Former IOC President Jacques Rogge passes away

The IOC Honorary President, who was President from 2001 to 2013, has passed away aged 79.

The International Olympic Committee Honorary President, Count Dr Jacques Rogge, has passed away aged 79.

Rogge was the eighth President of the International Olympic Committee, leading the organisation from 2001-2013.

The Belgian was an orthopaedic surgeon with a degree in sports medicine.

An accomplished sportsman, Rogge represented Belgium at three Olympic Games in Finn class sailing (1968, 1972, and 1976). He was also crowned world champion in 1976 and a 10-time rugby international for his country.

After his career as an athlete he became President of the Belgian Olympic Committee and European Olympic Committees, and also served as Special Envoy for Youth, Refugees and Sport to the United Nations after his tenure as IOC President.

Rogge oversaw Salt Lake City 2002, Athens 2004, Turin 2006, Beijing 2008, Vancouver 2010, and London 2012 as President.

Reflecting on Rogge's life, IOC President Thomas Bach said: “First and foremost, Jacques loved sport and being with athletes - and he transmitted this passion to everyone who knew him. His joy in sport was infectious.

“He was an accomplished President, helping to modernise and transform the IOC. He will be remembered particularly for championing youth sport and for inaugurating the Youth Olympic Games. He was also a fierce proponent of clean sport, and fought tirelessly against the evils of doping."

Former IOC President Jacques Rogge (Buenos Aires, Argentina, 2013)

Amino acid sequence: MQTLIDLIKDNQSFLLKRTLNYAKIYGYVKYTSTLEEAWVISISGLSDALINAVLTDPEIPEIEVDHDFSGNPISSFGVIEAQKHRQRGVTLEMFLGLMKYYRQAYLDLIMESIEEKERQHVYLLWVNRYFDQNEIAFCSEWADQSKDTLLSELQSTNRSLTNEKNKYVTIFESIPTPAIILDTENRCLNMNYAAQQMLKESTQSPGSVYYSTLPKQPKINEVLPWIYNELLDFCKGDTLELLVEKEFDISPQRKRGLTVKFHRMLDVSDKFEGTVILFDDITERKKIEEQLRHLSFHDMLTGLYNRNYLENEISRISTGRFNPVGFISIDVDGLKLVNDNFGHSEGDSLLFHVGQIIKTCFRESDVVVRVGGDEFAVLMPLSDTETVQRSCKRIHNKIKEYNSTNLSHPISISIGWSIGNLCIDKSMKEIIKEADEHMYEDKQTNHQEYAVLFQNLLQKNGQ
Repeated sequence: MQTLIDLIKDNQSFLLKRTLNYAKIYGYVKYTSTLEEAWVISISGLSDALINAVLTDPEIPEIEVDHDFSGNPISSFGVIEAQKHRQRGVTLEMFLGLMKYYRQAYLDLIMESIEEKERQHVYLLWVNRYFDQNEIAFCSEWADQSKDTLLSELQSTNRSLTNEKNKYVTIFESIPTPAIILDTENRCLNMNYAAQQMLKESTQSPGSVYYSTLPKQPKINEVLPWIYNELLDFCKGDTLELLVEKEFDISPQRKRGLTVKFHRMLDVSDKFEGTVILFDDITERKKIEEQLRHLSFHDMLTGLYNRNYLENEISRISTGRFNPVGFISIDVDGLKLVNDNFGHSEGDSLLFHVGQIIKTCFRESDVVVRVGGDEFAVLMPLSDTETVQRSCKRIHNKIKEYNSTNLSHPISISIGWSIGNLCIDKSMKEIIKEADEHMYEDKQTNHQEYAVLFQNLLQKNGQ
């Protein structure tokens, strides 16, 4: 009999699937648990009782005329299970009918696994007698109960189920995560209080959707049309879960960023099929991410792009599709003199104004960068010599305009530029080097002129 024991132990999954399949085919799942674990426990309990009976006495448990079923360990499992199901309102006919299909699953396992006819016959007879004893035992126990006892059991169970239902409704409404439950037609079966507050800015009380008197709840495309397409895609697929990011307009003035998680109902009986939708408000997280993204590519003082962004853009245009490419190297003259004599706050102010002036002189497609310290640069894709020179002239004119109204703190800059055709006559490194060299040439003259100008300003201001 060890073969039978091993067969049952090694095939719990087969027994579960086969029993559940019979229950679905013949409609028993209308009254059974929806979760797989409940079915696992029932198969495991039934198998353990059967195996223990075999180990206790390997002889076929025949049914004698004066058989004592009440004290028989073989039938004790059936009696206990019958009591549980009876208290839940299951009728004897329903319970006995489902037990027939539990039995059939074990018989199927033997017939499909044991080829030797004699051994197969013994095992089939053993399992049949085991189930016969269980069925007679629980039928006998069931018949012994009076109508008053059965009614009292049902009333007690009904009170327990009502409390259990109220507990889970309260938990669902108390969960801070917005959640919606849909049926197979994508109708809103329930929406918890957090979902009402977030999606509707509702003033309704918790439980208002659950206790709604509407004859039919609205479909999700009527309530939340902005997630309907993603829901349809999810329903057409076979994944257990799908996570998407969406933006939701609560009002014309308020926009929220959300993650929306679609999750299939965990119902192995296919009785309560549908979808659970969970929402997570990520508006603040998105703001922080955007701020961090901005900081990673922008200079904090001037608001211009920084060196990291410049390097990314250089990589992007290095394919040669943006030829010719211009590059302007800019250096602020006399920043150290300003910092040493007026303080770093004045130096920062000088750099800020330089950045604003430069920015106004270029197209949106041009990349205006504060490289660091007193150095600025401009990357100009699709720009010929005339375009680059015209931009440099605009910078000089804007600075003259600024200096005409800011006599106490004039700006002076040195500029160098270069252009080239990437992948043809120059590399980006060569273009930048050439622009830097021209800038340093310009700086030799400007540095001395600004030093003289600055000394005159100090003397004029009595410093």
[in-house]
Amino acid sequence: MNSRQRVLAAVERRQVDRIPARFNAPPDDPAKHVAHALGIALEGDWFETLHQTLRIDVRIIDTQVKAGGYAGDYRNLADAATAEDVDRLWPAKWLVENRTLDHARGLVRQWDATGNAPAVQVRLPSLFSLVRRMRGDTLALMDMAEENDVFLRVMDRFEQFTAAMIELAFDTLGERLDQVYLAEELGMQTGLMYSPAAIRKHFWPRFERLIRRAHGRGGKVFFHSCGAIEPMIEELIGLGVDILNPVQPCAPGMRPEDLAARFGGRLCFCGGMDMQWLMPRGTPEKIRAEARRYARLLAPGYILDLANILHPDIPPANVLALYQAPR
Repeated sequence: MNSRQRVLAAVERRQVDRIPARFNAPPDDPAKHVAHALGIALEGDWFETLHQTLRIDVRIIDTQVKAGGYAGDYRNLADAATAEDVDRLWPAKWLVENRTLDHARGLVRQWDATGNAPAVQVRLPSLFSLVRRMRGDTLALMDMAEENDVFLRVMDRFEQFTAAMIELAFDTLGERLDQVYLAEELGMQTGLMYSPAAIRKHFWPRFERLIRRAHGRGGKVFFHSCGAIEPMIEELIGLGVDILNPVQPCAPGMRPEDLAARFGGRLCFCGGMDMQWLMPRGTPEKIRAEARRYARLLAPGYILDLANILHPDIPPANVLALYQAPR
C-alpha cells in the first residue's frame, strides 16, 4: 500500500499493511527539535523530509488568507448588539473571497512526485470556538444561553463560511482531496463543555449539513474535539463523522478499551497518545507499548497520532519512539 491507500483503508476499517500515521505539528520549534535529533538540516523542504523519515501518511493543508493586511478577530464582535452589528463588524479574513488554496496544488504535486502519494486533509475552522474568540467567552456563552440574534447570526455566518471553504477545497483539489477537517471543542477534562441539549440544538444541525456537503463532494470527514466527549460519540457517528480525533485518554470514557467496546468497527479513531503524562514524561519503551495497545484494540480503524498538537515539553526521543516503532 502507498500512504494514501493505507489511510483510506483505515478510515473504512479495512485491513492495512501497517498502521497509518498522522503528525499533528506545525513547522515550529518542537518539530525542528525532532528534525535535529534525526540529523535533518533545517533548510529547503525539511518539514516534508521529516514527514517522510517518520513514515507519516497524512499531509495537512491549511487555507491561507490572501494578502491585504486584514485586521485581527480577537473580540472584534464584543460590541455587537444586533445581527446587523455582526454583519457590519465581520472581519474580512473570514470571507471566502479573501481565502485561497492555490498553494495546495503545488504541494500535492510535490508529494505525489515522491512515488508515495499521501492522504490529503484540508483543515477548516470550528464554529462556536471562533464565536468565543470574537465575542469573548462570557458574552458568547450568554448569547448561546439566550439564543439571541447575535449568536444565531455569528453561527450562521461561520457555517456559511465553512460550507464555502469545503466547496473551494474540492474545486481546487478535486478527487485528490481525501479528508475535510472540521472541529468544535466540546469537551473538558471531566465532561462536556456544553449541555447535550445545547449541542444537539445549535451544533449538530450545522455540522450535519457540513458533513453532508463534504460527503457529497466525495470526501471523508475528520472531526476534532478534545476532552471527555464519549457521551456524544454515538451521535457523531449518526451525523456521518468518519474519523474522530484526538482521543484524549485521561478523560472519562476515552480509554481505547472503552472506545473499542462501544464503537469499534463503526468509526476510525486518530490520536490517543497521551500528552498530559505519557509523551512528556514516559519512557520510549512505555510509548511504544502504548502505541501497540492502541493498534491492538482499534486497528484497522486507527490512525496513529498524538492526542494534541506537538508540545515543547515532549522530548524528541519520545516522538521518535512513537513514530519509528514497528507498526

President Bach added: “Since we were elected as IOC members together we shared a wonderful bond of friendship, and this continued until his last days, when the entire Olympic Movement and I could still benefit from his contribution, in particular on the Board of the Olympic Foundation for Culture and Heritage.

“The entire Olympic Movement will deeply mourn the loss of a great friend and a passionate fan of sport.”

As a mark of respect, the Olympic flag will be flown at half-mast for five days at Olympic House, at the Olympic Museum, and at all IOC properties.

Career of Jacques Rogge

Born in Ghent, Rogge was a proud orthopaedic surgeon and implemented some of the skills he learnt as a doctor to his career as a sports administrator.

"From surgery I have got a much-needed sense of humility, of the uncertainty of life, of the frailty of every ambition," Rogge said in an interview with The Independent.

Jacques Rogge was a three-time Olympic sailor

“What’s unusual for people in his position, with that kind of power, is that he just seems a thoroughly decent man.” — Olympic champion Jonathan Edwards on Jacques Rogge

Anti-Doping

Rogge led the Belgian Olympic team in the 1980s and eventually served as the President of the Belgian Olympic Committee from 1989.

He had faith in the anti-doping system and dedicated a lot of time and resources in the fight against doping during his time as IOC President.

“I always say doping is to sport what criminality is to society. We cannot stop people trying to cheat but at least we now have stringent doping controls in place,” said Rogge.

Jacques Rogge pictured early in his first term as IOC president

Developing the Olympic movement

While President of the European Olympic Committees, a position in which he served from 1989 until 2001, Jacques Rogge joined the IOC Executive Board in 1998.

In 2001, he became IOC President, replacing Juan Antonio Samaranch.

During his tenure the inaugural Youth Olympic Games, Rogge's brainchild, took place in Singapore in 2010.

The objective was to bring together the world’s best young athletes and introduce them to Olympism.

“These are the future stars, and we want to give them the possibility to compete at the highest level, while at the same time to benefit from the educational programme, the fight against doping, injury prevention – things that are very useful for developing athletes to know,” said Rogge.

As his term as IOC President came to a close, he was asked by the BBC what would be his legacy.

“That is for others to judge. But I definitely think the IOC is stronger now than when I took the job.”